UNAIDS calls on governments and the pharmaceutical industry to maintain commitment to accessible and affordable medicines
NEW YORK/GENEVA, 24 September 2015 - As world leaders gather in New York to commit to the Sustainable Development Goals, including ambitious public health targets, UNAIDS has called on governments and the pharmaceutical industry to ensure that medicines remain accessible to all.
Dramatic increases in the prices of some medicines are raising concerns about their continued availability to patients as well as about the wider effects on public health.
“As world leaders commit to new public health targets as part of the Sustainable Development Goals, governments and the private sector have a responsibility to ensure that medicines remain accessible to everybody,” said UNAIDS Executive Director Michel Sidibé. “The AIDS response is proof that access to affordable and effective medicines can halt and reverse an epidemic.”
Generic competition in the pharmaceutical industry, fostered by the use of intellectual property flexibilities, has helped make prices for life-saving medicines much more affordable over the past 15 years and allowed the massive scale-up of HIV treatment programmes. More than 15 million people are today accessing life-saving antiretroviral medicines, compared with fewer than 700 000 people in 2000.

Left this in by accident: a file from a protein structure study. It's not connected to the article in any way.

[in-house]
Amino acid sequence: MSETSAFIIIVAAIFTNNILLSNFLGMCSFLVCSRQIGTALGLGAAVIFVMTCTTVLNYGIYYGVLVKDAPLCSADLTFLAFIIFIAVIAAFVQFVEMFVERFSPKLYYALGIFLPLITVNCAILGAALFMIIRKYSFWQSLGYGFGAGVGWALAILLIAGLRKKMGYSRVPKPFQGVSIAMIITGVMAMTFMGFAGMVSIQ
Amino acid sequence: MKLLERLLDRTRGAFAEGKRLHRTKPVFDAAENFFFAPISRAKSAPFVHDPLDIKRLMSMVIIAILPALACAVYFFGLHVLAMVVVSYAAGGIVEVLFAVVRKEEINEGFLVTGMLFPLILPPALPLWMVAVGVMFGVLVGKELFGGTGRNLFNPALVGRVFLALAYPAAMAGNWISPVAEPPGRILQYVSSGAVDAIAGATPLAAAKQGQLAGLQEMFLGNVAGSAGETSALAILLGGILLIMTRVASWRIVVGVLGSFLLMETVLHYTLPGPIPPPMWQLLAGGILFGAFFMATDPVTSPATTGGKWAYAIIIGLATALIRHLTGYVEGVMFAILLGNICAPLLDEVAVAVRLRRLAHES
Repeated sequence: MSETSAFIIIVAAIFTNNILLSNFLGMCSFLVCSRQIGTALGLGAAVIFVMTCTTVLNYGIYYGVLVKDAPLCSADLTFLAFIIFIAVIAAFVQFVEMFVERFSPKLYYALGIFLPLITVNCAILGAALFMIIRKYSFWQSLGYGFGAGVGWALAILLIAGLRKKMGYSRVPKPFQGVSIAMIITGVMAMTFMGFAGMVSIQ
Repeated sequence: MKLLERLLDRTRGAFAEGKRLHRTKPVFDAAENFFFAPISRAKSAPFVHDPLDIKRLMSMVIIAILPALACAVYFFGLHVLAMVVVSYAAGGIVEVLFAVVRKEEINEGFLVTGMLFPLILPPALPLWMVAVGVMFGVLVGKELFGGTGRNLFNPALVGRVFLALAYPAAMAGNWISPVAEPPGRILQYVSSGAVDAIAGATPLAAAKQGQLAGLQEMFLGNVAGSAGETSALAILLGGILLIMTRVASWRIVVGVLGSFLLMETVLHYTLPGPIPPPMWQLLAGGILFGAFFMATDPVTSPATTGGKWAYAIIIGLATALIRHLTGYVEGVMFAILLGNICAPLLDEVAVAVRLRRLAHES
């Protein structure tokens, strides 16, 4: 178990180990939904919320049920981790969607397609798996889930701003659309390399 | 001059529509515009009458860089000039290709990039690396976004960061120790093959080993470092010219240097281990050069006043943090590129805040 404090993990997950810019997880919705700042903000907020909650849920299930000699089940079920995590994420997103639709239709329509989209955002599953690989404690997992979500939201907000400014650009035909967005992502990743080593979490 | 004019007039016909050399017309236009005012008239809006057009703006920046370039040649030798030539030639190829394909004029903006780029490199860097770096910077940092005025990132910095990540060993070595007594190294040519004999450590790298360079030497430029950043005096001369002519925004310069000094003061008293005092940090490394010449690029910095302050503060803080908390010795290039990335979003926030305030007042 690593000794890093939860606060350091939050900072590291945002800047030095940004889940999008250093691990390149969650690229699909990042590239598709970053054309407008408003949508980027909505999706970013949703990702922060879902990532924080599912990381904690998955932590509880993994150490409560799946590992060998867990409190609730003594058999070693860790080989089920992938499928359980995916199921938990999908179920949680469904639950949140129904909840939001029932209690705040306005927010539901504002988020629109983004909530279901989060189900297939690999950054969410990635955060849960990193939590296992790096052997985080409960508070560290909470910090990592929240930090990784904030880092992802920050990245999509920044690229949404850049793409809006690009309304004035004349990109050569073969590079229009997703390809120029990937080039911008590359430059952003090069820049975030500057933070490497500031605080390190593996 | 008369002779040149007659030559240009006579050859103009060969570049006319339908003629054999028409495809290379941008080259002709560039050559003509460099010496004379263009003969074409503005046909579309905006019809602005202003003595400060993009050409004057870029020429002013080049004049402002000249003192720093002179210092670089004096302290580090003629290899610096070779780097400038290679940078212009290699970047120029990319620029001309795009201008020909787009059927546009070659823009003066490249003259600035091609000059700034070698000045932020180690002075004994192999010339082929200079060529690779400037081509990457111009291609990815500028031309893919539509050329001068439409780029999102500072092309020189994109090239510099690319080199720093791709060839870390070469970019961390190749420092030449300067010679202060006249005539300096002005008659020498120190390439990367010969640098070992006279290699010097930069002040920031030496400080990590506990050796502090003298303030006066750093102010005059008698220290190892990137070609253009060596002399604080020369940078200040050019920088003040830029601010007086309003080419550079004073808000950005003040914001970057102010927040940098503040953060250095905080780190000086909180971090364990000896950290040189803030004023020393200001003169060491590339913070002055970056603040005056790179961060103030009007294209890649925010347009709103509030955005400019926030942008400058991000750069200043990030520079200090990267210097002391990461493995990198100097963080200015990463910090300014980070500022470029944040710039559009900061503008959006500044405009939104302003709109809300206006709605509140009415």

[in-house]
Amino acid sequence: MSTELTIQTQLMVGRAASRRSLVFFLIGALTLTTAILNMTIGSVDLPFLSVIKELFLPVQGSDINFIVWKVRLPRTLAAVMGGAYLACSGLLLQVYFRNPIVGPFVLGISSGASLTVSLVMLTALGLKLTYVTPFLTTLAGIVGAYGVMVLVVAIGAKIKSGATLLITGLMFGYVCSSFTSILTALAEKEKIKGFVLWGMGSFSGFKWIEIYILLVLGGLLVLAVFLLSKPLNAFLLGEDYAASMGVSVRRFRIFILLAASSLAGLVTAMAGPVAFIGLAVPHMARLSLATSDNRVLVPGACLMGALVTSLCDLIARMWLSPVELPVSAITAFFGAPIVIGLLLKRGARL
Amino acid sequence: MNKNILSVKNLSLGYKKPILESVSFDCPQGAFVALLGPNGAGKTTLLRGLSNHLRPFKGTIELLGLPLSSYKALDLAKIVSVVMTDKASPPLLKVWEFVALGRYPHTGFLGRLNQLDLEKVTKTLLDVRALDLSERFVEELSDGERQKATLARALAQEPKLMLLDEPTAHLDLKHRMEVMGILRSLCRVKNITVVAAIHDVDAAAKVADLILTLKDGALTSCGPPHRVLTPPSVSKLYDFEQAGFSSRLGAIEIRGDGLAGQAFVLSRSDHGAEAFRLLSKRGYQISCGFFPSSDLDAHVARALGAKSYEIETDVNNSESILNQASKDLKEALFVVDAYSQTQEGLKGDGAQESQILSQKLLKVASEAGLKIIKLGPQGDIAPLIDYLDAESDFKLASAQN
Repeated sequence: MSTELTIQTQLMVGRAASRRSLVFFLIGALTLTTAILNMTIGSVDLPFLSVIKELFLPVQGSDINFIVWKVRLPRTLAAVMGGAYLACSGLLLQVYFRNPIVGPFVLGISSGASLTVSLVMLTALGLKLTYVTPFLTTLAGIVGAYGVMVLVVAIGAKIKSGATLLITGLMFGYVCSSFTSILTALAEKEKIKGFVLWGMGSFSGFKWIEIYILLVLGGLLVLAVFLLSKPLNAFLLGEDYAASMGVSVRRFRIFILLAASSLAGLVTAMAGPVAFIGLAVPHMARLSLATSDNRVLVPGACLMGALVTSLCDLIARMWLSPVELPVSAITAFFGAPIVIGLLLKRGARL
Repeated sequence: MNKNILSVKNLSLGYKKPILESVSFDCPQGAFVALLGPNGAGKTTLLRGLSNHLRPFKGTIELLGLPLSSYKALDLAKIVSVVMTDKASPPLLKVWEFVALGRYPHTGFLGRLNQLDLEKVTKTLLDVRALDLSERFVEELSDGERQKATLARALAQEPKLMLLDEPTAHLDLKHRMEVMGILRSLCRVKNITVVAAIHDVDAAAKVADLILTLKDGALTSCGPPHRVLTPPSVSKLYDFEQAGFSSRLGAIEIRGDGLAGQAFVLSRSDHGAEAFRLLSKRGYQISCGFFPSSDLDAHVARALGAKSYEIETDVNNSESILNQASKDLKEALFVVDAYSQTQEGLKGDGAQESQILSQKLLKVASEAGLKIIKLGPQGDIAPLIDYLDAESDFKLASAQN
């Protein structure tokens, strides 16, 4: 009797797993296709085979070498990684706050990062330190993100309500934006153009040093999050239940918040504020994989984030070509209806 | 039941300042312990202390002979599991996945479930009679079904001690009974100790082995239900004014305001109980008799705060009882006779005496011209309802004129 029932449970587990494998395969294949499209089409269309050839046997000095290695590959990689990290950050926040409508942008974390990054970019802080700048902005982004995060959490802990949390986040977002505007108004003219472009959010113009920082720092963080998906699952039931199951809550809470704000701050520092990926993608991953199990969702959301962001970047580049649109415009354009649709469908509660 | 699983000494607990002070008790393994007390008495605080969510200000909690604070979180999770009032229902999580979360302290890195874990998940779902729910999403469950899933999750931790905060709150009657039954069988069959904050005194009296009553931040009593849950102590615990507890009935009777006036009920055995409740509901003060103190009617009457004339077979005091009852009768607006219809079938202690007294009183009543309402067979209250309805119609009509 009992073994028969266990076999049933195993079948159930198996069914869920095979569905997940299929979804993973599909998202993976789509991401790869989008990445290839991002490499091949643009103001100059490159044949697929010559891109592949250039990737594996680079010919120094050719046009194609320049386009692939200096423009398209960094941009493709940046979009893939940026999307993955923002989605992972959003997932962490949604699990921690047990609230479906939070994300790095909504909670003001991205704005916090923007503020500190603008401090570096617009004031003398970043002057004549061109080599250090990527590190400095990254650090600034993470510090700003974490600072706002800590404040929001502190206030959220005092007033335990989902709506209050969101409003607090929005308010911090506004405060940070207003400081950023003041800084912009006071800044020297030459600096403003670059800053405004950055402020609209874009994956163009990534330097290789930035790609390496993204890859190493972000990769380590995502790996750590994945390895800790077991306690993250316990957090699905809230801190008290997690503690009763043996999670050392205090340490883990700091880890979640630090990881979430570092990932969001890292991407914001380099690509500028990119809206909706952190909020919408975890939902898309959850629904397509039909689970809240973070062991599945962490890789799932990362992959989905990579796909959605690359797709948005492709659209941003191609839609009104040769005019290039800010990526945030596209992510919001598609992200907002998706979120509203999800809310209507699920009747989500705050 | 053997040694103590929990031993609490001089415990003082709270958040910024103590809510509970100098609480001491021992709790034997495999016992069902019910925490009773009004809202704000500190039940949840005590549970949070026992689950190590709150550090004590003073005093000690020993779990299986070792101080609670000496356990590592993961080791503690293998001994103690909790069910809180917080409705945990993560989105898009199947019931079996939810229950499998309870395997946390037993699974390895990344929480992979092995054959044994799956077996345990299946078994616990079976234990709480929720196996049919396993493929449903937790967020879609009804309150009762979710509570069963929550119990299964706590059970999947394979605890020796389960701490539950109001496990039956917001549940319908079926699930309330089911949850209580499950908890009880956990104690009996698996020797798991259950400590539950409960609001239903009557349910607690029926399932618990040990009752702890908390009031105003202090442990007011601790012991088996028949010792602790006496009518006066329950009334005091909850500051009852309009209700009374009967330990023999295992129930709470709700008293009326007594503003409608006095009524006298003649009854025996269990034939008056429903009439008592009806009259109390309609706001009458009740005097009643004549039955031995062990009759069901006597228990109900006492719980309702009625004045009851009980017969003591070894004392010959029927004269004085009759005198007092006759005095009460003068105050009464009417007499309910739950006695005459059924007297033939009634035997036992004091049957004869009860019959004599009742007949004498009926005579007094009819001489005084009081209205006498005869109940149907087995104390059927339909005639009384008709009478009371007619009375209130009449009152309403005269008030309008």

UNAIDS has set a new 90–90–90 treatment target for 2020 with the aim of ending AIDS as a public health threat by 2030. Countries around the world are adopting the 90–90–90 treatment target, whereby 90% of people living with HIV know their HIV status, 90% of people who know their HIV status are accessing treatment and 90% of people on treatment have suppressed viral loads.
“Everyone has the right to health, no matter where they are born or who they are,” added Mr Sidibé.
The Joint United Nations Programme on HIV/AIDS (UNAIDS) leads and inspires the world to achieve its shared vision of zero new HIV infections, zero discrimination and zero AIDS-related deaths. UNAIDS unites the efforts of 11 UN organizations—UNHCR, UNICEF, WFP, UNDP, UNFPA, UNODC, UN Women, ILO, UNESCO, WHO and the World Bank—and works closely with global and national partners towards ending the AIDS epidemic by 2030. Learn more at unaids.org and connect with us on Facebook Twitter and Instagram .
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